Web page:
Struggling to absorb rising commodity prices and logistics costs, companies across a range of sectors such as automobiles, consumer electronics, and smartphones are increasing prices, some of them for the third time this year.
In the past week, auto makers such as Maruti Suzuki and Hero MotoCorp, white goods manufacturers such Sony, LG and Godrej Appliances, and handset companies such as Xiaomi, Realme and Vivo have either announced or effected price hikes.
This follows an increase in prices of raw materials such as steel, aluminium, rubber, copper, plastics, rare metals and other input costs.
Large FMCG companies selling daily essentials said their margins could be hit if costs of commodities, packaging and logistics don’t ease but said they are cautious about further price hikes since it could hurt demand which has recovered in June, after a two-month slump amid the second Covid-19 wave.
Several of these companies have increased prices by 3-5% in the last 6 months.
Maruti Suzuki, the largest carmaker in India by market share, said “it has become imperative” to pass on some of the additional costs to customers. Other automakers like Tata Motors too have echoed similar sentiments on public fora as well as in private discussions.
“For us, price increase is the last resort. However, the unprecedented rise in input costs has necessitated that we partially pass it on to customers. Even then we try to calibrate prices so as not to disrupt demand”, said Shashank Srivastava, senior executive director (marketing and sales), Maruti Suzuki.
The basic raw material index for automakers- a weighted average cost index comprising commodities like steel, iron, aluminium, natural rubber and plastic- increased by 10-12% in FY21, as per Crisil Research.
Automakers had already implemented a 2-4% price hike in the January-March quarter this year, but this was not adequate to offset the impact of higher input costs. Subsequently, their margins narrowed between 0.7 and 1.9 percentage points during the March quarter, compared to the same quarter a year ago, Crisil data shows.
Steelmakers are mulling a price hike of around ₹2,500 a tonne during the first week of July. They have also renegotiated contracts with automakers and will be hiking prices by at least 10-15% during the first week of July. Over the last week, smartphone brands like Xiaomi, Vivo and Realme hiked the prices of some of their top-selling models by about ₹500, according to the communication sent by these brands to their offline retail partners.
A surge in demand for electronics globally and the subsequent shortage of components has resulted in the costs of components such as memory chipsets, battery packs and camera modules and sensors going up 20%, 10% and 5%, respectively. The cost of display panels for handsets had already doubled in the global market in September last year.
“A depreciating rupee and shortage of key phone parts are the two reasons which are jacking up the total bill of materials (BOM) for all handset brands,” an executive at a top cell phone brand said on condition of anonymity.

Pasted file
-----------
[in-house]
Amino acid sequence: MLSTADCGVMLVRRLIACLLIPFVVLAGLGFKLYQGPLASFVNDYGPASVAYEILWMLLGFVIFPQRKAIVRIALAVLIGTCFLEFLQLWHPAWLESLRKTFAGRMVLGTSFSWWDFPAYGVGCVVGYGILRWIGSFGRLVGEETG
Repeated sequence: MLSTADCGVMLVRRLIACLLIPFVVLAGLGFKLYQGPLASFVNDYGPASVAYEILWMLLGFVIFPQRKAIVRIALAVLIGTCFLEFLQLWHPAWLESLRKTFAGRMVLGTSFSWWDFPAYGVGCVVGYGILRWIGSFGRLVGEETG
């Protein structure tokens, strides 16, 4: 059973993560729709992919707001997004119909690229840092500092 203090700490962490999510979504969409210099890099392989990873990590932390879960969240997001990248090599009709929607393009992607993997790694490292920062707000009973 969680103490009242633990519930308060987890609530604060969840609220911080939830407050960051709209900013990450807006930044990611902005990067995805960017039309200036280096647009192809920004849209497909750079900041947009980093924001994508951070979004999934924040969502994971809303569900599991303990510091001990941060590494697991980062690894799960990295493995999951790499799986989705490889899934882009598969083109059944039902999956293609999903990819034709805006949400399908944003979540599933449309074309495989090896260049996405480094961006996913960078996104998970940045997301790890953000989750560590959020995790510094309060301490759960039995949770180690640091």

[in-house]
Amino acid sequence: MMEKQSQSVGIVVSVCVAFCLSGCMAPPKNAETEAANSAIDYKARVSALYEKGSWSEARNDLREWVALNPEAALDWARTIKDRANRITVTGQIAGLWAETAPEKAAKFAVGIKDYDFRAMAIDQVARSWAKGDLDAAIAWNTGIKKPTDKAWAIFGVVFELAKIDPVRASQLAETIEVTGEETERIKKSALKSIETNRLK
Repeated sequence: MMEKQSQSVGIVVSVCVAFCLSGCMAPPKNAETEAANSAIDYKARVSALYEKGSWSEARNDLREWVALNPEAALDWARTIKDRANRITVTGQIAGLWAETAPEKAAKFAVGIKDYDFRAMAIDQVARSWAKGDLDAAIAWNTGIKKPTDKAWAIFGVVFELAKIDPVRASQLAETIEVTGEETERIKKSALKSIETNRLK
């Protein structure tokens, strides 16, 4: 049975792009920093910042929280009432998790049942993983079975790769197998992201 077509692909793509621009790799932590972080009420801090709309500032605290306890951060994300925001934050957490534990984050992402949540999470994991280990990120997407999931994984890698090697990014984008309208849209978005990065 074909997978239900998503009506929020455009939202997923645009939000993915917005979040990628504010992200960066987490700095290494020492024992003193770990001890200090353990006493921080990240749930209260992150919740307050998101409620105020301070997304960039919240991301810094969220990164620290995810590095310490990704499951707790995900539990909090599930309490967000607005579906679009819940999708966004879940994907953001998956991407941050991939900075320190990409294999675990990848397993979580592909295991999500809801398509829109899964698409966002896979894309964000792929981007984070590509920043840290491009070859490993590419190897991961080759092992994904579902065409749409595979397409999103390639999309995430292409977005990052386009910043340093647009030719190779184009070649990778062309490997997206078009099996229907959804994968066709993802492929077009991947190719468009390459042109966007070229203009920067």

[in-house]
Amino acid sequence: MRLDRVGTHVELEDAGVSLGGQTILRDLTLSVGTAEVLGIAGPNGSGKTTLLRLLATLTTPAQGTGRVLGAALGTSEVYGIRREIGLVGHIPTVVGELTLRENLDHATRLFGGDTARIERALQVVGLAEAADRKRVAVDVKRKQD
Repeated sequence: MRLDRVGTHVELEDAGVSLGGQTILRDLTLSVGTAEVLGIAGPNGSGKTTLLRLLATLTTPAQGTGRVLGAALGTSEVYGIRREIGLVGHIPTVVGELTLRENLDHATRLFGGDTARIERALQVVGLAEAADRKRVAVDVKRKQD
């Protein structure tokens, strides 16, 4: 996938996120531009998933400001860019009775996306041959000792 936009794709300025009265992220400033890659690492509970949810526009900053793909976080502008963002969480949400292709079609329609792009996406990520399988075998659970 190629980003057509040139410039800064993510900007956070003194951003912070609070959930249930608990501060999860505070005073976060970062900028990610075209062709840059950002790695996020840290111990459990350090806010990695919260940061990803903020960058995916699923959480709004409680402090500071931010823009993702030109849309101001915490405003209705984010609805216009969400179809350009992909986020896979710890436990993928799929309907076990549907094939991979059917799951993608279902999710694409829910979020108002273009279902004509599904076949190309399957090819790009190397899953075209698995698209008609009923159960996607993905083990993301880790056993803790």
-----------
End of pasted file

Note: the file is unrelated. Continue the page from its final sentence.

Prices of televisions, refrigerators and washing machines are set to go up by 4-6% from July, making it the third round of price increase of these products this year. Companies have already hiked prices by 10-12% since January, making it the highest price increase in a single year.
And it’s not the end of bad news yet, as industry executives say input prices will continue to remain high.
“The total input cost increase for appliances has been to the tune of 20-21% since last December. Another round of 3-5% price hike will happen immediately in July, and companies may increase it again before the festive season to bridge the gap with input cost hike,” said Godrej Appliances business head Kamal Nandi.
Nandi is also the president of the industry body Consumer Electronics and Appliances Manufacturers Association.
“We also foresee an inevitable increase of 3-6% in prices of our smart TVs from July 1 onwards,” a Xiaomi spokesperson said in an emailed statement.
FMCG executives said price increases to mitigate inflationary pressures would need to be balanced, otherwise demand would be impacted. Cost of key commodities for packaged foods like sugar and oil have shot up by 20% to 60%, and prices of edible oils and personal care products such as shampoo and packaged foods like biscuits have already increased 3-5% over the past six months.
Gujarat Cooperative Milk Marketing Federation (GCMMF), managing director RS Sodhi said there were multiple cost pressures. “We are looking to increase prices, but that will depend on the demand and supply equation.” GCMMF, India’s largest dairy product producer, has held on to prices for about 18 months now, Sodhi said.
Bisleri International CEO George Angelo said increase in fuel prices significantly impacts businesses like packaged mineral water which are logistics-intensive. “We are witnessing an escalation in prices on most other inputs as well. Sustaining price and service levels in this inflationary environment is getting to be very difficult,” he said.
Abhishek Sharma, president of Pladis, maker of premium biscuits brand McVitie’s, said: “The increase in diesel prices directly impacts our logistics costs. If diesel prices continue to show upward movement, then there will be price revision across our category.”
News source- Economic Times